Tom’s story

Tom didn't sleep for seven days in hospital. He was discharged with a bottle of painkillers and no information.

Tell us a little about you 

“I’m Tom, I’m 52 years old and live in Manchester with my wife, Helen. I’m a big Manchester United fan, and for most of my life I worked in mechanical engineering sales which I enjoyed. My mother was a linguist and my father a scientist, so I like to think I have mixture of their minds!”

Can you describe the symptoms you first started experiencing?


“My first pancreatitis attack was over ten years ago in September 2013. It was a Sunday night and I woke with excruciating pain, like nothing I’d ever felt before. I knew it was serious, so I got the first morning bus to hospital. 

I lived bang in the middle of two hospitals. That morning I turned right towards one hospital. Little did I know, the hospital on the left was a specialist centre for pancreatitis. 

At hospital the diagnosis of acute pancreatitis was quick. The pain kept getting worse, and I didn’t sleep for the seven days they kept me in hospital. I was discharged with just a bottle of painkillers and no information. I felt lost and traumatised. My doctor signed me off work for four weeks but I worked from home. I didn’t realise how poorly I was. My energy was drained and I’d lost a lot of weight. It was ten weeks until I was able to make it back to work and a full eight months until I was myself again.” 

Talk us through your second attack 

“In June 2014, I’d just recovered from the first attack when pancreatitis landed me in hospital again for another week. By now I’d done my own research and organised to see a private consultant, so I knew more. I was sensible, and took 12 weeks off work. My employer wasn’t happy. They questioned why I couldn’t work from home, and all I had to show them was the NHS website on acute pancreatitis.” 

Did you ever find out the cause of your pancreatitis? 

“After my second attack, I was being seen by my local specialist centre who thought I had recurrent acute pancreatitis. That was, until I continued having the attacks, with 2016 being a particularly relentless and tough year. I’d lie awake unable to sleep from the pain, on page 700-odd of Google researching pancreatitis! Eventually they discovered my pancreatitis was genetic, as I carried one of the cystic fibrosis CFTR gene mutations. I was diagnosed with chronic pancreatitis too.

How do you find living with chronic pancreatitis?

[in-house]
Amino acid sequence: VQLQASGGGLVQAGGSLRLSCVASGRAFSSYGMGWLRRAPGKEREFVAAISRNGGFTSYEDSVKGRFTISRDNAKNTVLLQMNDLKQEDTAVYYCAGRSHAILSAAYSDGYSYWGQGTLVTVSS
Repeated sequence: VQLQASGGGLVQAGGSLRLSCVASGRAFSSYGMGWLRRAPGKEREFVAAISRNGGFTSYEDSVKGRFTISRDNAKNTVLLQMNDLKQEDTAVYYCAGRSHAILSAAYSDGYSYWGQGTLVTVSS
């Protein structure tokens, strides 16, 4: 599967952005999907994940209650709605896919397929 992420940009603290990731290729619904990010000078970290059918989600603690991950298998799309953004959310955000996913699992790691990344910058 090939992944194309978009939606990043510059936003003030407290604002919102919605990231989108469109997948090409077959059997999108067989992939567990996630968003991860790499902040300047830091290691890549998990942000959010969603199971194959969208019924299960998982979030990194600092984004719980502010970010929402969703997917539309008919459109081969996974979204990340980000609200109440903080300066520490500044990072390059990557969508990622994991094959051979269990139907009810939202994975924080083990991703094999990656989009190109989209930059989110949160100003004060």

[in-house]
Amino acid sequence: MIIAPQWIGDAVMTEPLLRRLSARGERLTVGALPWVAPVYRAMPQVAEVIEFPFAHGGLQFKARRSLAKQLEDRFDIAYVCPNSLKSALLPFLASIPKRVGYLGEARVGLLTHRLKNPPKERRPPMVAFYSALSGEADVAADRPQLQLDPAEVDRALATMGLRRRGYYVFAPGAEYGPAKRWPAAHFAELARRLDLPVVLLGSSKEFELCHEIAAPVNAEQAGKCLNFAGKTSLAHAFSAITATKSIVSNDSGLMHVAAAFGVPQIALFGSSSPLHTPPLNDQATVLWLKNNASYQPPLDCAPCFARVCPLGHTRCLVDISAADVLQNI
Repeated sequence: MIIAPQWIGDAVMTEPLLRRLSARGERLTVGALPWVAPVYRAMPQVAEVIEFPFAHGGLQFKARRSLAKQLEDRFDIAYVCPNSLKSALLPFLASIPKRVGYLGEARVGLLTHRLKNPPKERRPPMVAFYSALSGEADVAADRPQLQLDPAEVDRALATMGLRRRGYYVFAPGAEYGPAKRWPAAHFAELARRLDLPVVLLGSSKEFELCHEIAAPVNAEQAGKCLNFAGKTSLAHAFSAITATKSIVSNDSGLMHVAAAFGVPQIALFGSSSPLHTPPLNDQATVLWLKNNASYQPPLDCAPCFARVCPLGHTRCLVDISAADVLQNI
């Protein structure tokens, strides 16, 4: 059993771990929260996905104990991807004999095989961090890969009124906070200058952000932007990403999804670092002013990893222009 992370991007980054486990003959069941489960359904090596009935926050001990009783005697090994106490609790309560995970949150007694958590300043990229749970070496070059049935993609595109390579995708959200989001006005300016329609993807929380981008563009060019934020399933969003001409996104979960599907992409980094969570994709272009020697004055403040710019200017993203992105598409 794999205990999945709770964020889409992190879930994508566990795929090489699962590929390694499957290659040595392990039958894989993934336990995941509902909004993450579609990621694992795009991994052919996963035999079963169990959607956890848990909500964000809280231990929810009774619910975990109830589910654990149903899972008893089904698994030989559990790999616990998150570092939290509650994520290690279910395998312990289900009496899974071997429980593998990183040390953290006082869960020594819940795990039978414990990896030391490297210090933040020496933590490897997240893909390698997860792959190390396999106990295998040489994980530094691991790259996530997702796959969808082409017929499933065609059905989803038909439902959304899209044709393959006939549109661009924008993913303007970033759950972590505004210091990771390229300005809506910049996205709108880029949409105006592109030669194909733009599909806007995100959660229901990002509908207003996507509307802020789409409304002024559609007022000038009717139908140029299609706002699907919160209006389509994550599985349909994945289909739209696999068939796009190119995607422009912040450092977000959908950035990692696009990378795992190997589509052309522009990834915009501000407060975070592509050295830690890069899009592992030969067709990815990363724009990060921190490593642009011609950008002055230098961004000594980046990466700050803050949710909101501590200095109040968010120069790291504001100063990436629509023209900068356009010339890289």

“I’ve lost my job due to the time I’ve had to take off work with chronic pancreatitis. Things that were once straightforward, like eating or visiting people’s houses, aren’t anymore. Even if I’m well enough to go, I’m uncomfortable at the thought of having to use their toilet or having to leave as soon as I’ve got there.  

I feel lucky to live closer to a specialist centre, and to have found a pancreatitis community online on Facebook groups. I found a specialist pain team in 2018 and asked for a referral. I saw them for the first time in 2019 and have found this very helpful. Their expertise is invaluable to the other doctors involved in my care.” 

“You don’t realise it, but when you live with chronic pancreatitis, your mood can change very slightly day by day. Fast forward a few years, and you can be a completely different person. You’re glummer than you once were. Family and friends struggle to ‘get it’. If people invite you out 25 times, and you don’t go once, the invites eventually stop. If every time people call, you say, “I’m feeling horrible, thanks”, eventually the calls stop.  

People have a hard time comprehending something like chronic pancreatitis, because it’s incurable. It’s easier to understand an illness that comes with a beginning, some treatment, and an end. In my first pancreatitis hospital visit, I was surrounded by cards of sympathy. But now, no one even blinks when I’m in hospital again, even though it’s just as serious as the first time. Chronic pancreatitis is cruel and relentless. As bad as things are now, I know in my heart I’d be in a much worse and very lonely position without the help I get from the various Facebook groups I’m a member of. Being able to talk to others is vital for me, and we swap information on everything from treatments to relationships. 

I’m so grateful for my wife, Helen. She works a demanding job and then helps to care for me when she’s home. She took the time to learn about my condition. The ones around us, who support us, like my Helen, are so appreciated.” 

How are you now? 

“For seven years I’ve experienced extreme daily pain. Despite chronic pancreatitis affecting more men than women, the Facebook pancreatitis groups are more dominated by women. I hope telling my experience encourages more men to come forward. 

Sharing my story today is out of my comfort zone. I find myself shying away from talking about this subject area, but that’s exactly the reason I need to talk. The support from reading other stories, Guts UK, and the Facebook groups is so important. Please don’t suffer alone, it’s too easy to do that. There are resources out there, you just have to say, “I need help”.

There is no effective treatment for pancreatitis. There is no cure.

Guts UK is dedicated to finding an effective treatment, a cure for this misunderstood and underfunded condition. We are building a community affected by pancreatitis, comforted in knowing they’re not alone.

Our guts have been underfunded and misunderstood for too long. Together, we can change that. Donate to our life-saving research today. Thank you.

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